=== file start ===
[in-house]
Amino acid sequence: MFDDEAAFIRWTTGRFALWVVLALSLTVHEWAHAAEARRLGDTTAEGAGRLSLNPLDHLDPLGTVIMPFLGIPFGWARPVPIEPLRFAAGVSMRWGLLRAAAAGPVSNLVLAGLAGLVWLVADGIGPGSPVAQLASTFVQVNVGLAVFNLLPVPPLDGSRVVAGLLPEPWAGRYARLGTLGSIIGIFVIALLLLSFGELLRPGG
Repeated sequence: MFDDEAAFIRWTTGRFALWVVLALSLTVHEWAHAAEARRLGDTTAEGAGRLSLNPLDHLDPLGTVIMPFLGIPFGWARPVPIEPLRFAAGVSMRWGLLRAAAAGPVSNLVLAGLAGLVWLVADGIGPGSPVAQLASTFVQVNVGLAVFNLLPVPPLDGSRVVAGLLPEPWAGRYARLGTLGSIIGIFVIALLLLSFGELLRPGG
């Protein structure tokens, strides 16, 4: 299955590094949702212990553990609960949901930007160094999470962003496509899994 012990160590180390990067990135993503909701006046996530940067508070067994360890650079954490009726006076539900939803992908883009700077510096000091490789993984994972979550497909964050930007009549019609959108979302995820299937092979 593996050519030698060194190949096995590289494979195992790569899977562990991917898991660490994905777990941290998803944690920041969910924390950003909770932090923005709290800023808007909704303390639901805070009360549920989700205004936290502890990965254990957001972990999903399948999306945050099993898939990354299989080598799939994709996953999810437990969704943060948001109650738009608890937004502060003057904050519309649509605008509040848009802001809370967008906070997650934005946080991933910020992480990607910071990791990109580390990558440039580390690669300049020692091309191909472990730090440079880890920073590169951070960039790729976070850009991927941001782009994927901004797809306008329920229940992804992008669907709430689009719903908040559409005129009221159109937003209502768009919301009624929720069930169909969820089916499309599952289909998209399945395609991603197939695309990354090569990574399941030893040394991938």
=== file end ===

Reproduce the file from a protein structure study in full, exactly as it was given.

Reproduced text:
[in-house]
Amino acid sequence: MFDDEAAFIRWTTGRFALWVVLALSLTVHEWAHAAEARRLGDTTAEGAGRLSLNPLDHLDPLGTVIMPFLGIPFGWARPVPIEPLRFAAGVSMRWGLLRAAAAGPVSNLVLAGLAGLVWLVADGIGPGSPVAQLASTFVQVNVGLAVFNLLPVPPLDGSRVVAGLLPEPWAGRYARLGTLGSIIGIFVIALLLLSFGELLRPGG
Repeated sequence: MFDDEAAFIRWTTGRFALWVVLALSLTVHEWAHAAEARRLGDTTAEGAGRLSLNPLDHLDPLGTVIMPFLGIPFGWARPVPIEPLRFAAGVSMRWGLLRAAAAGPVSNLVLAGLAGLVWLVADGIGPGSPVAQLASTFVQVNVGLAVFNLLPVPPLDGSRVVAGLLPEPWAGRYARLGTLGSIIGIFVIALLLLSFGELLRPGG
């Protein structure tokens, strides 16, 4: 299955590094949702212990553990609960949901930007160094999470962003496509899994 012990160590180390990067990135993503909701006046996530940067508070067994360890650079954490009726006076539900939803992908883009700077510096000091490789993984994972979550497909964050930007009549019609959108979302995820299937092979 593996050519030698060194190949096995590289494979195992790569899977562990991917898991660490994905777990941290998803944690920041969910924390950003909770932090923005709290800023808007909704303390639901805070009360549920989700205004936290502890990965254990957001972990999903399948999306945050099993898939990354299989080598799939994709996953999810437990969704943060948001109650738009608890937004502060003057904050519309649509605008509040848009802001809370967008906070997650934005946080991933910020992480990607910071990791990109580390990558440039580390690669300049020692091309191909472990730090440079880890920073590169951070960039790729976070850009991927941001782009994927901004797809306008329920229940992804992008669907709430689009719903908040559409005129009221159109937003209502768009919301009624929720069930169909969820089916499309599952289909998209399945395609991603197939695309990354090569990574399941030893040394991938």